This is a behavioral post. I love to reflect upon my decisions when it comes to money, particularly my bad ones. I see something arising that could be a problem when it comes to manufacturing spend and controlling your personal finances.
In college I wracked up some credit card debt, just poor decision making on my behalf. It took me many years to clear it off because I ‘lost touch’ with it. I worked on cruise ships around the world, and never saw a bill or demand letter, until I came home for a break and had a pile of them. But then I would leave again, and leave them behind me. From a psychological perspective the biggest problem that I had was that I had no pressing need to pay it off, and since it wasn’t staring me in the face it lost its relevance to me.
Once devalued as a priority like this it would sit and fester, and in the end I paid many times the original principal after interest and fees. The only way to truly “own your finances” when it comes to paying down your debt, ensuring you don’t get into any more debt, or to increasing your savings is to have a true ability to view everything accurately at all times.
There are tools out there that help people visualize their financial position, such as Mint.com, and they can be great things for your personal finances. However all they do is present your position, and if you don’t accept its strengths and weaknesses it has no value. Whats more, if you start relying on a crutch like Mint, then start throwing in manufactured transactions you stop believing what you see, it loses relevance, and you lose connection with your finances.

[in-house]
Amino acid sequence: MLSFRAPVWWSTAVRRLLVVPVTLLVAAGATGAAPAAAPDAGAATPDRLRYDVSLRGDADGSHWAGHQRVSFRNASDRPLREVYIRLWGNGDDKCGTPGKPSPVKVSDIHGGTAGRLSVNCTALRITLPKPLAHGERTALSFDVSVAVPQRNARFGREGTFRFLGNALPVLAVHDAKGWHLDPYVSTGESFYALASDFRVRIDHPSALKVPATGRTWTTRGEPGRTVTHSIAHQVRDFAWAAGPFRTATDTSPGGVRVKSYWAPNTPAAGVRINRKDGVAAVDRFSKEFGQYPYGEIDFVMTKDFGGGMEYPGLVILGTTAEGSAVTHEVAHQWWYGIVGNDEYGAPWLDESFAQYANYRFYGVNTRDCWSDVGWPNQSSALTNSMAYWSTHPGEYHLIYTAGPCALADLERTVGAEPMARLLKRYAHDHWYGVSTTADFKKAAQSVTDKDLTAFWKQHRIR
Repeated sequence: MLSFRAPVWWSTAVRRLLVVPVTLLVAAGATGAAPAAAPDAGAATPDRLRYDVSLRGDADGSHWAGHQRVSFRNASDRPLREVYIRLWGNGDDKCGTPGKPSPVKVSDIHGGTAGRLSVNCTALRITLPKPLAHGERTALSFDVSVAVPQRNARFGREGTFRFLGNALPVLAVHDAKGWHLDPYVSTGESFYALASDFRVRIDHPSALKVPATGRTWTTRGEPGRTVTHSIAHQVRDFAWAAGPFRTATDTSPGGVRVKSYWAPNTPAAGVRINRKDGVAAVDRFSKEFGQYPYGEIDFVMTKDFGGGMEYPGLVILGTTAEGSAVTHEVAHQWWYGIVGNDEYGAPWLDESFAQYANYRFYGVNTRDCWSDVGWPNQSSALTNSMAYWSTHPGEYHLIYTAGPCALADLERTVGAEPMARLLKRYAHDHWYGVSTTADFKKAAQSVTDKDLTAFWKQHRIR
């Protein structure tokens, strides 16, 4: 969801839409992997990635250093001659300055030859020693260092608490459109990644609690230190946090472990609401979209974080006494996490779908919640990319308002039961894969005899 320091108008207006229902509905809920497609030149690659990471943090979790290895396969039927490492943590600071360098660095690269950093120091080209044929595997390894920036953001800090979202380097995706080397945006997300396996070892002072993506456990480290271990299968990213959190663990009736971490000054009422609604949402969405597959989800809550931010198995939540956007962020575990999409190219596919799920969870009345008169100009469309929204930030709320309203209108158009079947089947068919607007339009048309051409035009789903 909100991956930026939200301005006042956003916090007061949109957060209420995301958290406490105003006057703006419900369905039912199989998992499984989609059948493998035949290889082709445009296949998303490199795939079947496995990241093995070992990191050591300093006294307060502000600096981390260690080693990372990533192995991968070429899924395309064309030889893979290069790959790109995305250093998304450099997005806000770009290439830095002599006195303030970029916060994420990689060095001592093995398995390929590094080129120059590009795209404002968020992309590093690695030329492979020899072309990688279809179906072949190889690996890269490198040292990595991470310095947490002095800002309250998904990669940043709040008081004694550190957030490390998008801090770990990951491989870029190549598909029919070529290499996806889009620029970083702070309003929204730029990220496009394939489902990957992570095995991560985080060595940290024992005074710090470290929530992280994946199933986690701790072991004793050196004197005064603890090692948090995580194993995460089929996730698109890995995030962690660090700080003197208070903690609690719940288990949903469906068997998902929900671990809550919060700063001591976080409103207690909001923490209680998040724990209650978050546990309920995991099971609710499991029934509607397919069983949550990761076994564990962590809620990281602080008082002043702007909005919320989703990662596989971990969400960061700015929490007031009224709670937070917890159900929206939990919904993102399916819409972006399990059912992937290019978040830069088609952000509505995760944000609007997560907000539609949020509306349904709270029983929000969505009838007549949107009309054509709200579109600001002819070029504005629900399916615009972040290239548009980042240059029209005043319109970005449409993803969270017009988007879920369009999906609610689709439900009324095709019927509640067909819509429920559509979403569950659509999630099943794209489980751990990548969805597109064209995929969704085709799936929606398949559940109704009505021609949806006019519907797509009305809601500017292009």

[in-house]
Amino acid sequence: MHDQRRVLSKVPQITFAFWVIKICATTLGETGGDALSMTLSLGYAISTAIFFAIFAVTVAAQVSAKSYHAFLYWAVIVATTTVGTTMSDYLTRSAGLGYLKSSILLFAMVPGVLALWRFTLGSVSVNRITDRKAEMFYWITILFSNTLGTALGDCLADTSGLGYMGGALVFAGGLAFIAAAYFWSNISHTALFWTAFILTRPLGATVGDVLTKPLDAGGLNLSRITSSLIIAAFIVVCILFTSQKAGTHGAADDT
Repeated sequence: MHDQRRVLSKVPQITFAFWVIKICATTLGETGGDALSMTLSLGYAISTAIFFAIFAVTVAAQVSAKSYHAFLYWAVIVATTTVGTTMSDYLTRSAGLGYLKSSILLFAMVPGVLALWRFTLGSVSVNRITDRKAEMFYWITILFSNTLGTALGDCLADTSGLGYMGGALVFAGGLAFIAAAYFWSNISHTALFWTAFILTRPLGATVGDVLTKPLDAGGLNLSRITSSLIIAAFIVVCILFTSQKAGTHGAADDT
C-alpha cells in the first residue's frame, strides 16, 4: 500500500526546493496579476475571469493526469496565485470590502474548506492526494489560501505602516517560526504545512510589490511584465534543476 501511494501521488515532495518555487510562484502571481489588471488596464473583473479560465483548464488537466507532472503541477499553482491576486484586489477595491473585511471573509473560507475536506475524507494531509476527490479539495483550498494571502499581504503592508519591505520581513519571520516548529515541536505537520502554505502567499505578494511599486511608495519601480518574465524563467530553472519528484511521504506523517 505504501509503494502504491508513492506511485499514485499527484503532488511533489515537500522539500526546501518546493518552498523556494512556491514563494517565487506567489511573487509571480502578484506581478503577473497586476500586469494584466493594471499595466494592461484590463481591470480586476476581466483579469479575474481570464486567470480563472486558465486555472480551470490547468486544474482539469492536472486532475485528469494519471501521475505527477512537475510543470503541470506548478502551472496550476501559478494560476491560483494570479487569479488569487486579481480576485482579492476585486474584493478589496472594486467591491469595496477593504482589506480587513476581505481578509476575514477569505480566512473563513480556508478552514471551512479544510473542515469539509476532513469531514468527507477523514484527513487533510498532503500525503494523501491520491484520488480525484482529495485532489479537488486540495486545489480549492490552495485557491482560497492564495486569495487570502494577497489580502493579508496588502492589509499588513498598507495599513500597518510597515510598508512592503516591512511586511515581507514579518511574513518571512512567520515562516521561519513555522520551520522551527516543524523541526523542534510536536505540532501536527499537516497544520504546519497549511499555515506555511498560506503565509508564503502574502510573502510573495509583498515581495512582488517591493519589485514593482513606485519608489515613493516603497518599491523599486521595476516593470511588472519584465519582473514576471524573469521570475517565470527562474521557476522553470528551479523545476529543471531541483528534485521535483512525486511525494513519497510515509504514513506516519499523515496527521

The slippery slope
Once you lose connection with your finances, and your tracking methods ‘aren’t real’ it is very easy for poor decisions to slip into your game plan. People who manufacture spend are always looking for the next big thing, and either applying for new cards, or new services to earn more. The game is filled with people with alarmingly high success rates, and blogs increasingly lower the entry bar. I really don’t think it is a leap of the imagination for people to get way out of their depth very easily.
The combination of losing touch with the reality of our spending and our ability to meet those obligations, coupled with a barrage of luxury lifestyles and clique like groups are encouraging bad financial behavior.
The answer is not better tracking software. The answer is discipline, systems and structure. You need to lean less on software, as your mind can discount it before you realize it has happened.
I am completely in favor of optimizing money, points, taxes, lifestyles to the maximum, but in order to play the game well, you need an iron like will. You cannot trust tracking software, you cannot follow the crowd. You must keep a constant eye on the game you are playing and ensure that it is played at a level you can manage. This is even more true if you go through a period of financial change, such as losing a job, moving home, or becoming a parent.
When you are living in a land of smoke and mirrors, be careful not to lose sight of yourself.